Doing side gigs is in vogue now. I want to tell you my story. It has to do with how one of the leading telemedicine companies ruined my career. I hope that my story will help many of you navigate this tough economy, especially those who are coming out of residency.
I started working as an independent contractor about ten years ago when it first came to the forefront. I worked with many telemedicine companies in this manner, and it was nice to have some side income. Most of the patients were pretty nice at the beginning. But, pretty rapidly, it turned into an antibiotic dispensary service, which is something that I didn’t quite care for. All of these companies emphasize customer satisfaction. Patients were now customers, another thing I did not care for. Then, physician scorecards were introduced to curtail any kind of complaints that customers demanded. This was quite different from any other care setting that I practiced in before; now, the patients told the physicians what to do.
During the height of the pandemic, I noticed that there was increased usage of these platforms, leading to many glitches on the website. I pointed these out to the staff, who completely ignored me. Then, much to my surprise, I received a letter from the company that stated that I would be put on a performance plan because I was using templated notes. Coincidentally, this notice arrived after the company started accepting insurance for payment. Before this, they had been mostly a cash-based service. The letter stated that if I did not do the performance plan, I would be reported to the National Practitioner Data Bank (NPDB). This was not a choice and rather was an ultimatum. The rules of the performance plan were quite vague, and I asked for clarification about this. I was limited to only ten consults per day over a 30-day period. I was told to not use any templated notes. At the end of this, I performed over 200 patient encounters. I was notified that I failed the plan because I did not work 30 days back to back. Thinking this was not reasonable, I wrote to the company’s chief medical officer. He seemed unaware of any of this but quickly arranged a peer meeting which was supposed to be objective and review the whole process. Of course, it was anything but that. The report in the data bank remained in place.
Since I didn’t know much about the data bank, my research revealed quite a bit. It was created by now Senator Wyden, who is in the news currently for his proposed tax on billionaires. Back in the 1980s, he created this bill to prevent physicians who were practicing bad medicine from going from state to state without being caught. This data bank was created as part of the Health Care Quality Improvement Act as proposed by Senator Wyden, and it allowed any health care entity to report any physician. The language is all legalese, and terms for which one could be reported are broad and vague. The NPDB also allowed for a dispute resolution process, which sounded equitable, except it did not look into anything aside from the spelling of the physician’s name and other objective data such as date of birth and social security number. This was only to ensure that the physician’s identity being reported was correct. It did not look into the veracity of any complaints and was prohibited, as dictated by this bill, from questioning or investigating the entity reporting the physician. In addition to this, the only way to remove the report would be for the physician to go back to the reporting entity and ask them to remove it.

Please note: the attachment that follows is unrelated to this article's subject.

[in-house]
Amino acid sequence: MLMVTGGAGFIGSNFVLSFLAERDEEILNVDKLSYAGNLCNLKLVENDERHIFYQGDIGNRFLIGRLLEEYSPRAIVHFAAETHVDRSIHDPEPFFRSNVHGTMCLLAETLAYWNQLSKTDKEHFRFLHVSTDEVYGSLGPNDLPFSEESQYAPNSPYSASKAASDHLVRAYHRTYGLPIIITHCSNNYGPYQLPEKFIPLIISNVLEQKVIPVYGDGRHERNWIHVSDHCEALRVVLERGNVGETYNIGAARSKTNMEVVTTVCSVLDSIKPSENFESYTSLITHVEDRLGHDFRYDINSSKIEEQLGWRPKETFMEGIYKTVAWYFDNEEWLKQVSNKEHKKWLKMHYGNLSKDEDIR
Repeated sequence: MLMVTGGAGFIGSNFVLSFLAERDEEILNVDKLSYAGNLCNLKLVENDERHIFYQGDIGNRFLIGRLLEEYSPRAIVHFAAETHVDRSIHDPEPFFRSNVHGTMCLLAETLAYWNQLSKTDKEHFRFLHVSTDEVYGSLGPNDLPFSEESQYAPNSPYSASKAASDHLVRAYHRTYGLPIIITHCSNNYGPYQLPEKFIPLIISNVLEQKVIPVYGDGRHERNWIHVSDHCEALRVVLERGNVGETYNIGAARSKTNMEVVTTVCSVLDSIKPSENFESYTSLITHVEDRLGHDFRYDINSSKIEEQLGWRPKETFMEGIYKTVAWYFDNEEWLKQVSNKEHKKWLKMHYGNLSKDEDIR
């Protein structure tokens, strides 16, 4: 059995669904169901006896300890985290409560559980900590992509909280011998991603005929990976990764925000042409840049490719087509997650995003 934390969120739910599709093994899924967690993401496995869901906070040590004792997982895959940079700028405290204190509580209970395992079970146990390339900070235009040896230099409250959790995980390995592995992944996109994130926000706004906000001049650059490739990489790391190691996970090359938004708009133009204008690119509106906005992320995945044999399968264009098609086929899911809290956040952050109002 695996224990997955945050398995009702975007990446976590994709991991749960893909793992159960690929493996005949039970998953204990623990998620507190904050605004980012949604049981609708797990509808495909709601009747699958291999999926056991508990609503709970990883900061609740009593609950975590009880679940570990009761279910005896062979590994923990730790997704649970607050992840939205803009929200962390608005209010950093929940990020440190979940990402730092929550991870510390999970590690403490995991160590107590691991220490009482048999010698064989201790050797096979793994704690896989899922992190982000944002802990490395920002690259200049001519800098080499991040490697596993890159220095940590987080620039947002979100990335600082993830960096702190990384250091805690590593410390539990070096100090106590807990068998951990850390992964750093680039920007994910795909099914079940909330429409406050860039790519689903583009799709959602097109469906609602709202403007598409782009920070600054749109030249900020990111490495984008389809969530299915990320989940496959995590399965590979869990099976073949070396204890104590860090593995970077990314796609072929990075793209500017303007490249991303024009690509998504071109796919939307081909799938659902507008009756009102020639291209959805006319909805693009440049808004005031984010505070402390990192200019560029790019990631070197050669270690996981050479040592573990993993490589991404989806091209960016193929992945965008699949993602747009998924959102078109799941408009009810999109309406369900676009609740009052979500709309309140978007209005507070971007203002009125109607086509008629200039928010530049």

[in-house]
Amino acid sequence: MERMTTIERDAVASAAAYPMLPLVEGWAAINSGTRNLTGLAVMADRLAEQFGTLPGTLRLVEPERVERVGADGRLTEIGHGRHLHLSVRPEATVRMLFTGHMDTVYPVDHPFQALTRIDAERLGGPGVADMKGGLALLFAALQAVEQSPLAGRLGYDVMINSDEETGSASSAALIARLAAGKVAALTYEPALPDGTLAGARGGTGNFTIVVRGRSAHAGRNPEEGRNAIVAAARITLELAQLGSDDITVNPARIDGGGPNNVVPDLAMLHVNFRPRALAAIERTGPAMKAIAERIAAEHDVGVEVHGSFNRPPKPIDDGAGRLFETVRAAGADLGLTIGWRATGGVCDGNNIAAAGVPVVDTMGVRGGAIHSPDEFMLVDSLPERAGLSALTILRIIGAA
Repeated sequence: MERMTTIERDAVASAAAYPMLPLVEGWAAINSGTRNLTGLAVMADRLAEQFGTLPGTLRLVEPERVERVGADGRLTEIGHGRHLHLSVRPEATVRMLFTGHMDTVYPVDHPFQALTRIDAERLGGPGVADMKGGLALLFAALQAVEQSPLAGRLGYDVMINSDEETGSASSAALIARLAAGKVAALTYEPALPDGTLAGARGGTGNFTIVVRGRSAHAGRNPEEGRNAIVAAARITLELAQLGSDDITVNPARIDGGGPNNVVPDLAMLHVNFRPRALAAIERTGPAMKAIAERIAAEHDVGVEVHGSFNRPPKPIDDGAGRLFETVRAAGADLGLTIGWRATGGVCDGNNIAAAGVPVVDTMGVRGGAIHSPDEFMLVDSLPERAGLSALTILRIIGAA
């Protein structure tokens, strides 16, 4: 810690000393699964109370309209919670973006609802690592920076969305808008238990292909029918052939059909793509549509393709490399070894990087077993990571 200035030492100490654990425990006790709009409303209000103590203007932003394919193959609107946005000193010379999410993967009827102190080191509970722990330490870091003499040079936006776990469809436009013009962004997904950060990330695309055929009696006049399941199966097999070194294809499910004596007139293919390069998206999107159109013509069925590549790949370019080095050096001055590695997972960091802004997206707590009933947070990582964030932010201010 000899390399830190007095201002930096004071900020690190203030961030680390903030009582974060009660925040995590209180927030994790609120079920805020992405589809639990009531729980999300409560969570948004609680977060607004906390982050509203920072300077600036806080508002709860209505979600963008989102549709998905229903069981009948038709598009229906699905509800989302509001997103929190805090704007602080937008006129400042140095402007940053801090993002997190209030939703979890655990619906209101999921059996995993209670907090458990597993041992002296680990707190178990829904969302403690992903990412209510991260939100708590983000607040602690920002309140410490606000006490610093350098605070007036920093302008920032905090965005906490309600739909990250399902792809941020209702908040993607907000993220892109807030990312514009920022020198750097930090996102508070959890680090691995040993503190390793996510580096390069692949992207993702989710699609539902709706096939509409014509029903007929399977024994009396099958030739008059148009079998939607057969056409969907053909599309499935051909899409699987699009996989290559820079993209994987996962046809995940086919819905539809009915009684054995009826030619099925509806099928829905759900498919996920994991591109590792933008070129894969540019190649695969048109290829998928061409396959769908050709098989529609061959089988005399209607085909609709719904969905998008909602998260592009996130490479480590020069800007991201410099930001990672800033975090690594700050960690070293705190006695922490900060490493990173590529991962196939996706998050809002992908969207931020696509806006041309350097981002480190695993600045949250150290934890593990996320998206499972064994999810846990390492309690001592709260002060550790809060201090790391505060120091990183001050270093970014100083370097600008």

So, faced with these choices, I was essentially left stranded, not only by a multi-billion dollar telemedicine company that chose to report me for using templated notes and not working 30 days back to back but by my own government who created such a system that would not allow anyone, including myself to challenge the veracity of the report. As I looked into other physicians who had been reported, I discovered a deep dark chasm where physicians who had been reported essentially had no way to challenge the reports, and some of them even tried to take their case to court. Unfortunately, for many physicians, the courts do not uphold the side of the reported ones and stick to the law as enacted by the NPDB.
I want to write this to increase awareness on the part of physicians, many of whom are graduating from training or looking to make side income to help make ends meet and pay off their debts. Unfortunately, these side gigs come at a cost, many of which are not discussed or made known to all of us. This one side gig managed to entirely ruin my career. It damaged my professional reputation, suffered financial devastation, and has been having a hard time securing work. I am facing a choice as to whether I should leave medicine entirely. The NPDB is a system that has been weaponized against physicians, even those who are advocating for patients.
As if this wasn’t bad enough, I turned to position advocacy groups such as the American Medical Association and American College of Physicians. Both of these organizations said that there was absolutely nothing they could do. I also wrote to my local congressman and legislators, and none of them could do anything, aside from getting the same generic response I received from the data bank itself.
This pandemic has been very hard, but working with these side gigs has been a difficult experience. I fear that they are encouraging patients to demand inappropriate care only to assuage the company’s profit margin. This will come at the cost of providing good medical care to patients. On top of that, I came upon more physician forums that pointed out these technical issues, which I had reported to tell several years ago, are still occurring and with more frequency. So, the problem remains on the telemedicine company’s platform. In the meantime, I have an uncertain medical future.
The author is an anonymous physician.
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